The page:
Manchester Informatics recently had the pleasure of attending the Informatics for Health conference in Manchester where we hosted a panel session on ‘The Internet of Things for Smart, Healthy Cities’. The panellists included Nick Chrissos (CISCO), Carmel Dickinson (University of Manchester), Gary Leeming (Datawell), Andy Beechener (Republic of Things) and Julie Harrison (CMFT).
Nick Chrissos opened the session by speaking about how the transformative effects of technology can lead to better lives for not just the people of Manchester but around the world. Cities face unprecedented challenges but also the capacity to bring innovative solutions to the fore. The healthcare sector in particular is expected to be one of the main benefactors of the CityVerve project and other IoT projects.
“Manchester needs to show how to write the next chapter on Smart Cities”
Julie Harrison spoke about the demand from patients for new technology and why listening to them is imperative to successful implementation. The world is changing rapidly which at times results in isolation of those with illness or the infirm elderly ; this is something that CMFT and Julie want to challenge through CityVerve.
Carmel Dickinson then spoke on the work taking place that is trying to encourage citizens to do more exercise through the use of technology. The sensor network being developed in Manchester means that behavioural nudges can be used in order to make citizens exercise more. Incentivising people to exercise could also mean the possible use of virtual currency such as Buzzcoin, developed by CityVerve industry partner Sparta Digital. Buzzcoins were used in the demonstration of City Concierge during Chinese New Year in January. Going forward, accumulation of a virtual currency through engaging in healthier activities (e.g. increased step count) could be linked to discounts at participating retail outlets or leisure and cultural service providers.
“CityVerve needs to help citizens as well as patients become healthier”
Andy Beechener was next up offering a unique perspective about how SME’s can help to deliver IoT solutions on a city level. Andy discussed why those working on CityVerve need to build an evidence base for the benefits that technology can have for citizens. With only 2 years initial funding CityVerve is a relatively short project, and those involved must be realistic about the outcomes. Finally Andy highlighted the importance of not imposing technology on citizens and making sure we work with them where possible to develop solutions.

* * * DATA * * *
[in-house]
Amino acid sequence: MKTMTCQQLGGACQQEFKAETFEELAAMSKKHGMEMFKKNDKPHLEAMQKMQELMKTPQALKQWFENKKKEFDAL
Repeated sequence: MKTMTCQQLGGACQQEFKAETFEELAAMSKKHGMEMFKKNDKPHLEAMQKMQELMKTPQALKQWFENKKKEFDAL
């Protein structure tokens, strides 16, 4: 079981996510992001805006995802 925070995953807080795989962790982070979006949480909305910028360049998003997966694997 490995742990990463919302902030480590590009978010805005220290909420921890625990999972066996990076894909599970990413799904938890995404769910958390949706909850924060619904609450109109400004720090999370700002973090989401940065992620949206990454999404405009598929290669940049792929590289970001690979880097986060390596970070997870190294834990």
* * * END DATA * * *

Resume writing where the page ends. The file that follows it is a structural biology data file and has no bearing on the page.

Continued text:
“It is Very important that we don't impose technology and that we work with practitioners and patients”
To conclude the panel talks, Gary Leeming spoke about the need for connected solutions and how the Datawell programme can help to create shared data across Manchester and beyond. Patient centred solutions were the side theme of the session and Gary spoke of the need for patient centred care and not disconnected solutions. Datawell welcomes new applications and very much follows on from Andy’s message of co-creation of solutions rather than one organisation pushing them through.
Panellists then faced questions from the packed out audience with the first up being the issue of new technology bringing new security risks. Panellists all agreed that there was a need to think about security when implementing new technology but that it was something CityVerve was considering carefully. The project now has a ‘Security and privacy committee’ that is attempting to manage the security concerns that it has so far faced. Andy Beechener rightly pointed out that governance and security concerns shouldn’t stop new technology from improving people’s lives, and that we should never hide behind these concerns.
“The more we connect, the more vulnerable we become”
Further questions from the audience asked what makes Manchester and CityVerve different to other ‘Smart City’ projects that have come before us. The claim was that CityVerve is creating joined up solutions rather than isolated solutions that has been seen in other demonstrators. Strengthening ideas of co-creation and a connected city are imperative to CityVerve and beyond.
"We've got an amazing IoT demonstrator that can go hand and hand with devolution”
The biggest risk we face in Manchester is the changing face of local government funding. Using technology and joined up solutions in order to meet extra demand with fewer resources is something that should guide CityVerve in everything it does. Devolution in Greater Manchester can go hand in hand with the ‘smart cities’ revolution but it won’t happen automatically, it requires the co-creation of solutions and a people centred approach.